Presentation on theme: "College of Education Gender Equity Study Mitzi Schumacher, Chair Mindy Isaacs, Graduate Assistant President’s Commission on Women Subcommittee on Economic."— Presentation transcript:
College of Education Gender Equity Study Mitzi Schumacher, Chair Mindy Isaacs, Graduate Assistant President’s Commission on Women Subcommittee on Economic Opportunity and Equity
Subcommittee Members Julia Ellis, PCW, later switched to staff subcommittee Kim Drummond, PCW Kelly Bevins, VP C.Ray’s Office Diane Gagel, Information Specialist
Goals & Outcomes Conduct two pilot studies College of Arts & Sciences and Education Develop a Web-Focus, self-service application for administrators Powerpoint presentations
Data Information derived from Faculty Data Base and HRS (Diane Gagel) Modifications: Deleted administrators – acting chairs, chairs, dean Deleted all instructors and lecturers with a base salary of 0 Analyses based on medians
Summing Up Representation Overall, females outnumber males Males are equally represented at each level Females are not equally distributed across the ranks 56% Females 44% Males 43% Asst29% Asst 24% Assc31% Assc 12% Prof32% Prof
Summing Up Compensation Males make more than females at each rank Female assistants make 93% of male assistants Female associates make 97% of male associates Female professors make 94% of male professors Regression lines on the scatter plots predict women make less than men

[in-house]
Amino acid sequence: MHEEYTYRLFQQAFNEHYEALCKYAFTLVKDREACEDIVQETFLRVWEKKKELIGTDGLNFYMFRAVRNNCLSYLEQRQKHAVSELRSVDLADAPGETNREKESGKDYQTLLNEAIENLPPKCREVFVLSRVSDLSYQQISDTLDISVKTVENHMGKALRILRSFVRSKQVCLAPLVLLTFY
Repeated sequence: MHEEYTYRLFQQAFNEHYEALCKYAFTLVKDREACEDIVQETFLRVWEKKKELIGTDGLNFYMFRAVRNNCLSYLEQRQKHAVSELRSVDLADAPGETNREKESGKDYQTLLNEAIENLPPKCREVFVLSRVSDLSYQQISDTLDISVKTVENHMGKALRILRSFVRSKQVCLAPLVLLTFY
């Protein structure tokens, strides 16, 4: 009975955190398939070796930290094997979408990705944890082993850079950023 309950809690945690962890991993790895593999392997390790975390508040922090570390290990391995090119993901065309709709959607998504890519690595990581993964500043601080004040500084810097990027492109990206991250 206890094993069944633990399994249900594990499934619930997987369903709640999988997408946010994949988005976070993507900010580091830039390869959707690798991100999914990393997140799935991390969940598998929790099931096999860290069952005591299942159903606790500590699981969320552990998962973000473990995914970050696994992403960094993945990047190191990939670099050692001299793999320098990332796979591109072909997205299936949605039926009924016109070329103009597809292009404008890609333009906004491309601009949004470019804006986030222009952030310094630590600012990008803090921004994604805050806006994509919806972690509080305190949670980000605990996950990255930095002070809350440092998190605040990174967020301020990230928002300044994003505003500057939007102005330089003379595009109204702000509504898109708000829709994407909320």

Salary & Time in Rank Most associates advance before 10 years. Salary compression at associate level for men, but not women. Salary compression not a problem for full professors.
How added compensation is made: Summer Research & Teaching Equal numbers of men and women do summer teaching and research, with women’s compensation equivalent across ranks and men’s increasing with rank.
Distribution of Effort Men teach more than women at assistant and associate ranks, women do more research. This is reversed at the full professor level.
Summing up DOE… DOEs sometimes considered to be fiction Used in promotion and tenure decision making Associate women do more administration than all other groups – does it derail their progress toward promotion to full?
Overall… College of Education has proportionally more women faculty than many other colleges Still women are more likely to be at lower ranks Women make lower salaries than men Some inequities are “made-up” by added compensation for assistant and associate, but not full professors
Resources The study of New Scholars at the Harvard Graduate School of Education http://www.gse.harvard.edu/~newscholars/s ummary.htm o Antonio, A.L. (2002). Faculty of Color Reconsidered: Retaining Scholars for the Future. Journal of Higher Education, 73, 582-602. oBowen, W.G. & Bok, D. (2000). The Shape of the River. Princeton, NJ: Princeton University Press. oBell, E.L.J. & Nkomo, S.M. (2001). Our separate ways: Black and White women and the struggle for professional identity.Boston, MA: Harvard Business School Press. oInstitutional research including ethnicity & pay equity: NC State, Illinois-Urban /Champagne, California-Irvine, Wisconsin, & Duke